As noted below, former State Senator Ben Downing is running for Governor. I think I saw this coming, and I’m pretty pleased that he’s taking the plunge. I hope other rank-and-file Democrats can allow themselves to get interested and even a little bit excited about this candidacy. (I sent his campaign a few bucks.)
Firstly for me: Downing is an environment/climate/energy person. He’s now a Vice-President at Nexamp, a community-solar company which allows people to buy in to solar projects that are not on their own roofs. When he was a State Senator he worked to pass a “green collar” jobs program (Pathways Out of Poverty) and became known as the Senate’s clean energy point-person, evolving Massachusetts’ solar net-metering regime.
Governor Baker has only fitfully and intermittently led on climate and energy, in spite of his “back seat to no one” rhetoric; the best and boldest ideas mostly seem to come from the legislature. I do applaud his advocacy for the Transportation Climate Initiative, which is brave, politically-constrained, and unfortunately thankless; I support his initiative on transit-oriented development; there is much to support in the 2050 Decarbonization plan. But we need to have public transit. In spite of much action and attention — and no shortage of great and bold ideas within his own administration and the public sphere — Baker will leave the MBTA (for example) in effectively worse condition in 2022 than when he started in 2014. That’s not just COVID’s fault — it’s Baker’s lack of vision and attention, for which this NY Times editorial specifically called him out: “small-minded and short-sighted”. Baker’s own 2050 decarbonization plan envisions precious little emissions savings from public transit – no, we’ll all be driving electric cars to nowhere, still stuck in traffic.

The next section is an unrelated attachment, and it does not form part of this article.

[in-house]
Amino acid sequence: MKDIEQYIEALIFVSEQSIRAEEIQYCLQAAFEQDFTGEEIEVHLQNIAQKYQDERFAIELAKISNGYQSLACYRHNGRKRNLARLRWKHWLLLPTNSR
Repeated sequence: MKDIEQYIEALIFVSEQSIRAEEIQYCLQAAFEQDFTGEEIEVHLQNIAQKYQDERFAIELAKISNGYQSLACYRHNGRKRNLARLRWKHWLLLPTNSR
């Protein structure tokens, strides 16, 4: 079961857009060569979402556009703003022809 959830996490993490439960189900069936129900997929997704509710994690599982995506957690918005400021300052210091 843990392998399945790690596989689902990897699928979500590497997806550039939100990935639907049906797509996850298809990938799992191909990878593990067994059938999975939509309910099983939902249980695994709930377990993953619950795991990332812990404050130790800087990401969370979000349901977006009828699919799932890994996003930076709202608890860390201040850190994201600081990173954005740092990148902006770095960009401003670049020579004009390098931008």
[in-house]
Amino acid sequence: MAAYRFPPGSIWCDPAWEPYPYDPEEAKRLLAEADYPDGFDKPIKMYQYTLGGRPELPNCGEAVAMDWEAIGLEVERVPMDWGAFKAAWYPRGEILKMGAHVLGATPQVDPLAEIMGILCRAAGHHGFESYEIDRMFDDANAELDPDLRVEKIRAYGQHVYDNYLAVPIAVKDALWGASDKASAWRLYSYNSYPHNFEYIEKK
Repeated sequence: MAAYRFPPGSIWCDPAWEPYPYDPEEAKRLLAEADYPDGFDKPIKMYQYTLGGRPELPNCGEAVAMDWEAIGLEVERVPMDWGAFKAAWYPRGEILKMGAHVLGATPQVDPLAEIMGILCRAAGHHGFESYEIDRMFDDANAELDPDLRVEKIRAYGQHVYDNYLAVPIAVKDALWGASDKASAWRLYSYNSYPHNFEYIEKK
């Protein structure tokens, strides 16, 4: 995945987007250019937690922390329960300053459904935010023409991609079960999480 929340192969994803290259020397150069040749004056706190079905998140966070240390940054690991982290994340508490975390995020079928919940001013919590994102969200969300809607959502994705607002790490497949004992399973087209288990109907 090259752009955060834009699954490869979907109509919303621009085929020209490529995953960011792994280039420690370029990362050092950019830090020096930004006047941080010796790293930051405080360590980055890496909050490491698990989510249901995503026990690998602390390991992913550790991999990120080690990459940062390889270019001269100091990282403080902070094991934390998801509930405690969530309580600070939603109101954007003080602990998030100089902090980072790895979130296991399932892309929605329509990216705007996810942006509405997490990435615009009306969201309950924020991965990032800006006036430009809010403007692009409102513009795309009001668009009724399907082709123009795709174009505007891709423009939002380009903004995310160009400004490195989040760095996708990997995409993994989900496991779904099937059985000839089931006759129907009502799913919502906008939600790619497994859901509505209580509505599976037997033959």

Why should we not be surprised at Downing’s run? Downing has kept his voice active in the public sphere. He has not been shy about taking on the failures of the Baker administration, even as our entire political establishment has seemed charmed and intoxicated by the Governor’s managerial mystique and aura. Downing’s refrain in this years-long Twitter thread is “Focus on the record”: The trooper scandal; the deadly RMV scandal with proof of corner office interference; hospice care for the MBTA instead of a thriving system; his greasing the skids for state approval of the Weymouth compressor; and on and on. Baker’s feet of clay have never been so apparent as in the botched vaccination rollout, which is merely the continuation of a tepid, vaccillating response with a disdain for transparency. Again, Downing is taking notes: “It’s not working.”
Even after leaving office, Downing has continued to publish his blunt-but-eloquent reflections on public policy on WAMC (the Albany NY NPR affiliate, which reaches much of Western Mass and covers Massachusetts matters). Read this commentary, nominally on the Transportation Climate Initiative but moving on and encompassing much more. He’s held forth on immigration, poverty, and foster care. You’ll see big-picture, impatient-visionary thinking — “necessary but not sufficient”, connecting the dots. He admits a strong influence of Bobby Kennedy’s humane vision. Like RFK, you don’t feel pandered-to; there is an element of moral challenge evident in his writings.
In addition, Downing is from Pittsfield. Western Mass. deserves greater attention, and has greater potential, than our Boston-centric political culture imagines. It’s a different economy between I-91 and Pittsfield, but it doesn’t have to be. (Let’s get that train and send it through Pittsfield to Albany.)
The 2022 election is 21 months away. As a Republican who is indeed nothing at all like Donald Trump, Baker has enjoyed unaccountably high, Stockholm-Syndrome approval ratings — even from Democrats. But he’s getting stale. With some unexpected bright spots on the legislative scene, we’re actually on the brink of becoming awesome.
Give Ben Downing a good long look.